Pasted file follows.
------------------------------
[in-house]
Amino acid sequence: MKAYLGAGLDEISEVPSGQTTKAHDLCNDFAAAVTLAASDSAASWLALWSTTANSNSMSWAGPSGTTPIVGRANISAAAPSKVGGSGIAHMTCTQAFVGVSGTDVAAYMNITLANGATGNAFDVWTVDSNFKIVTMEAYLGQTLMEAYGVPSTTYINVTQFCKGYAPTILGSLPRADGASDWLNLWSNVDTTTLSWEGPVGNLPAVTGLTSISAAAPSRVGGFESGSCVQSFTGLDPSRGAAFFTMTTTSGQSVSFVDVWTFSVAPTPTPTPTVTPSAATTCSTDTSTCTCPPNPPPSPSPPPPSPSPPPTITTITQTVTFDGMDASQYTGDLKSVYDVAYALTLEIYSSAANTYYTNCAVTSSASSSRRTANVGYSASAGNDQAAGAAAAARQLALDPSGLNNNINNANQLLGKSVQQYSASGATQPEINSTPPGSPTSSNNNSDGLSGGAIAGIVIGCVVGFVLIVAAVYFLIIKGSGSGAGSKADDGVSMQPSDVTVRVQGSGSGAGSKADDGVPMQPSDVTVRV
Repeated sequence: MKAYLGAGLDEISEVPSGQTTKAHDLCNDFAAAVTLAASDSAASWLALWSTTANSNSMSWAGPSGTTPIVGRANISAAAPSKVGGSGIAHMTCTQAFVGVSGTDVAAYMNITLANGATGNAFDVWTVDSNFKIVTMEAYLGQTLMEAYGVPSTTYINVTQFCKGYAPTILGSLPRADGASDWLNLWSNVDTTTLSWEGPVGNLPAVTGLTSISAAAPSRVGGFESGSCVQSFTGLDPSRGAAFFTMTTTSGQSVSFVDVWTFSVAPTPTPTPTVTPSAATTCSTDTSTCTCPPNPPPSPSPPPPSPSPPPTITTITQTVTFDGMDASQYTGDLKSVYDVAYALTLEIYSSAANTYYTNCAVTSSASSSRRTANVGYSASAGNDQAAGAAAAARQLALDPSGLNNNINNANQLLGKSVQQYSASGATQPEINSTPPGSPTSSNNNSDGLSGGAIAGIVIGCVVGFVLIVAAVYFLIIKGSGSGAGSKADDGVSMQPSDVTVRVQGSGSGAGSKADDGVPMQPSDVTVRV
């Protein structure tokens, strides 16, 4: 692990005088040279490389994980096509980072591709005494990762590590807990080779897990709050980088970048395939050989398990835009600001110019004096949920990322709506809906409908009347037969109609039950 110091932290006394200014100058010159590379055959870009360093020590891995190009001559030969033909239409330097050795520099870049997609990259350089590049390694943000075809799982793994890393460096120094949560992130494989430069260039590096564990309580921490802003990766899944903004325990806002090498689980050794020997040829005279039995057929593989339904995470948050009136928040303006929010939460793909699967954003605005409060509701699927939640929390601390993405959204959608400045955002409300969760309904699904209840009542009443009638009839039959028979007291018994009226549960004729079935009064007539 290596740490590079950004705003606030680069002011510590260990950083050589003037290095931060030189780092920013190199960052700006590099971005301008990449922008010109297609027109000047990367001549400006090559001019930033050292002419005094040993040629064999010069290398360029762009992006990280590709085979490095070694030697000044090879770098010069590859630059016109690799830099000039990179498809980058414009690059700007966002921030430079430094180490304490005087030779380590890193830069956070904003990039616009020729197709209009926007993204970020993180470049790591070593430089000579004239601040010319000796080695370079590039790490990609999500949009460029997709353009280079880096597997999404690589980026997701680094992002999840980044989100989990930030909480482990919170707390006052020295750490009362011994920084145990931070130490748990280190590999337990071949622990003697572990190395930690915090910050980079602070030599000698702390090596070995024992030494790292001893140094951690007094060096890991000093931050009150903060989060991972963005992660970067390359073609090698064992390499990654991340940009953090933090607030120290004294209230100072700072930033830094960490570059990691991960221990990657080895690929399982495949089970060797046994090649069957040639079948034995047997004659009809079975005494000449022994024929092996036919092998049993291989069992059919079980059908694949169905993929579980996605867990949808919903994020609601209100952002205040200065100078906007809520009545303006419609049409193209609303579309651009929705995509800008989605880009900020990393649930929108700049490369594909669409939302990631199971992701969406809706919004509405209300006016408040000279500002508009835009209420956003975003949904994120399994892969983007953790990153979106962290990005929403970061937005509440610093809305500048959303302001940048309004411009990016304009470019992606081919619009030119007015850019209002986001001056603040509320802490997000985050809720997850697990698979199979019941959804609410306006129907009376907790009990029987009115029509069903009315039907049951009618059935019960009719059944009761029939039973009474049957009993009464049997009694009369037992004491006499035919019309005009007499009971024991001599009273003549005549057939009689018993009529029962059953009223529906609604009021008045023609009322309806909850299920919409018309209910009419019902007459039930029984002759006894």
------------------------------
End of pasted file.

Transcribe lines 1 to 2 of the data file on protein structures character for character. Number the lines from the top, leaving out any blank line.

[in-house]
Amino acid sequence: MKAYLGAGLDEISEVPSGQTTKAHDLCNDFAAAVTLAASDSAASWLALWSTTANSNSMSWAGPSGTTPIVGRANISAAAPSKVGGSGIAHMTCTQAFVGVSGTDVAAYMNITLANGATGNAFDVWTVDSNFKIVTMEAYLGQTLMEAYGVPSTTYINVTQFCKGYAPTILGSLPRADGASDWLNLWSNVDTTTLSWEGPVGNLPAVTGLTSISAAAPSRVGGFESGSCVQSFTGLDPSRGAAFFTMTTTSGQSVSFVDVWTFSVAPTPTPTPTVTPSAATTCSTDTSTCTCPPNPPPSPSPPPPSPSPPPTITTITQTVTFDGMDASQYTGDLKSVYDVAYALTLEIYSSAANTYYTNCAVTSSASSSRRTANVGYSASAGNDQAAGAAAAARQLALDPSGLNNNINNANQLLGKSVQQYSASGATQPEINSTPPGSPTSSNNNSDGLSGGAIAGIVIGCVVGFVLIVAAVYFLIIKGSGSGAGSKADDGVSMQPSDVTVRVQGSGSGAGSKADDGVPMQPSDVTVRV